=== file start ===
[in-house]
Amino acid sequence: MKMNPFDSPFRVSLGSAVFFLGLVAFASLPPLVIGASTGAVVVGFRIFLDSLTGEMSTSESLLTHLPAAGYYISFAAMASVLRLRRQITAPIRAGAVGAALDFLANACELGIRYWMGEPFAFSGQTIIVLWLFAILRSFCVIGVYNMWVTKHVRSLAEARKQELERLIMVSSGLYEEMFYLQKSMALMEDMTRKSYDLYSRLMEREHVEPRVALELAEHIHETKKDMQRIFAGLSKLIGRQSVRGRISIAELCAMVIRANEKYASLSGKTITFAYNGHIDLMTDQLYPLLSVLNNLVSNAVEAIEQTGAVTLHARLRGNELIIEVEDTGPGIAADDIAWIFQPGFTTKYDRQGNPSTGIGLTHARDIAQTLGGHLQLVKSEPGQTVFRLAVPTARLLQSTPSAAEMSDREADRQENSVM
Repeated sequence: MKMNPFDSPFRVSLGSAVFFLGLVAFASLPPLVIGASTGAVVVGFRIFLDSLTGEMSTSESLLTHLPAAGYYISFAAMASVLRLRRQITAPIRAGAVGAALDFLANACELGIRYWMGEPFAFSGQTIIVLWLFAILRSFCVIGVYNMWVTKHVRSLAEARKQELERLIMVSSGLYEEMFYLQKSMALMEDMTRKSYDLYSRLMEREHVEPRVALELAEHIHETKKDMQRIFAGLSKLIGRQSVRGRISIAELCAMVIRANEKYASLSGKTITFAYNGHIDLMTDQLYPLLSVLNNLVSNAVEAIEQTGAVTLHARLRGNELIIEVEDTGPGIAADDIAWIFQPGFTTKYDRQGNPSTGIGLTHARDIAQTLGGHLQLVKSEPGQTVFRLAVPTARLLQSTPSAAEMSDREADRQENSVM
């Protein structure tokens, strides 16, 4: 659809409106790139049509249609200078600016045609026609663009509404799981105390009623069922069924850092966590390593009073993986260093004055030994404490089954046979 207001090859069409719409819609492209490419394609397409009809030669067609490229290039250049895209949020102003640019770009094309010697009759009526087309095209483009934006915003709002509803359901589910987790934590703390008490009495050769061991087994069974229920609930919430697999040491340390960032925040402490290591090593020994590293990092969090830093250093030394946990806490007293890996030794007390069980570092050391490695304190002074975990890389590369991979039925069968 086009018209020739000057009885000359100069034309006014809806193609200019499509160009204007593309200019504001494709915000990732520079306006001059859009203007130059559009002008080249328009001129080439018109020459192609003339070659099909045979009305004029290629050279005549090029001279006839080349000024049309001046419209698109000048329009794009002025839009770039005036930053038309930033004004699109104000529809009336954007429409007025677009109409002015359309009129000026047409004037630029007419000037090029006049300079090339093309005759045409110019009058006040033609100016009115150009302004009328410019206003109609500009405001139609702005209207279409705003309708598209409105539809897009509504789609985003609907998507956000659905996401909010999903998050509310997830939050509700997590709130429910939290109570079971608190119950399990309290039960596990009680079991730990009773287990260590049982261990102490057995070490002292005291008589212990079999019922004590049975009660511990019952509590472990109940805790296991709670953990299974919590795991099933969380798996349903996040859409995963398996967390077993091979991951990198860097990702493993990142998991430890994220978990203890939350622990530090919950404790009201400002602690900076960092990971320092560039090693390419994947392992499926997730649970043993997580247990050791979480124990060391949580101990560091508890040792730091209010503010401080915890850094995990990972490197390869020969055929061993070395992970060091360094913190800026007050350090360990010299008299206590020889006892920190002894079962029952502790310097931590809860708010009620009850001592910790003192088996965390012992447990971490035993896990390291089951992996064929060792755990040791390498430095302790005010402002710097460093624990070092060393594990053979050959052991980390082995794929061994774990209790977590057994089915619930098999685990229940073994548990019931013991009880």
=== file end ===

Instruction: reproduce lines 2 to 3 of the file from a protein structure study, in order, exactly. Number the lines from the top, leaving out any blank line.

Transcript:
Amino acid sequence: MKMNPFDSPFRVSLGSAVFFLGLVAFASLPPLVIGASTGAVVVGFRIFLDSLTGEMSTSESLLTHLPAAGYYISFAAMASVLRLRRQITAPIRAGAVGAALDFLANACELGIRYWMGEPFAFSGQTIIVLWLFAILRSFCVIGVYNMWVTKHVRSLAEARKQELERLIMVSSGLYEEMFYLQKSMALMEDMTRKSYDLYSRLMEREHVEPRVALELAEHIHETKKDMQRIFAGLSKLIGRQSVRGRISIAELCAMVIRANEKYASLSGKTITFAYNGHIDLMTDQLYPLLSVLNNLVSNAVEAIEQTGAVTLHARLRGNELIIEVEDTGPGIAADDIAWIFQPGFTTKYDRQGNPSTGIGLTHARDIAQTLGGHLQLVKSEPGQTVFRLAVPTARLLQSTPSAAEMSDREADRQENSVM
Repeated sequence: MKMNPFDSPFRVSLGSAVFFLGLVAFASLPPLVIGASTGAVVVGFRIFLDSLTGEMSTSESLLTHLPAAGYYISFAAMASVLRLRRQITAPIRAGAVGAALDFLANACELGIRYWMGEPFAFSGQTIIVLWLFAILRSFCVIGVYNMWVTKHVRSLAEARKQELERLIMVSSGLYEEMFYLQKSMALMEDMTRKSYDLYSRLMEREHVEPRVALELAEHIHETKKDMQRIFAGLSKLIGRQSVRGRISIAELCAMVIRANEKYASLSGKTITFAYNGHIDLMTDQLYPLLSVLNNLVSNAVEAIEQTGAVTLHARLRGNELIIEVEDTGPGIAADDIAWIFQPGFTTKYDRQGNPSTGIGLTHARDIAQTLGGHLQLVKSEPGQTVFRLAVPTARLLQSTPSAAEMSDREADRQENSVM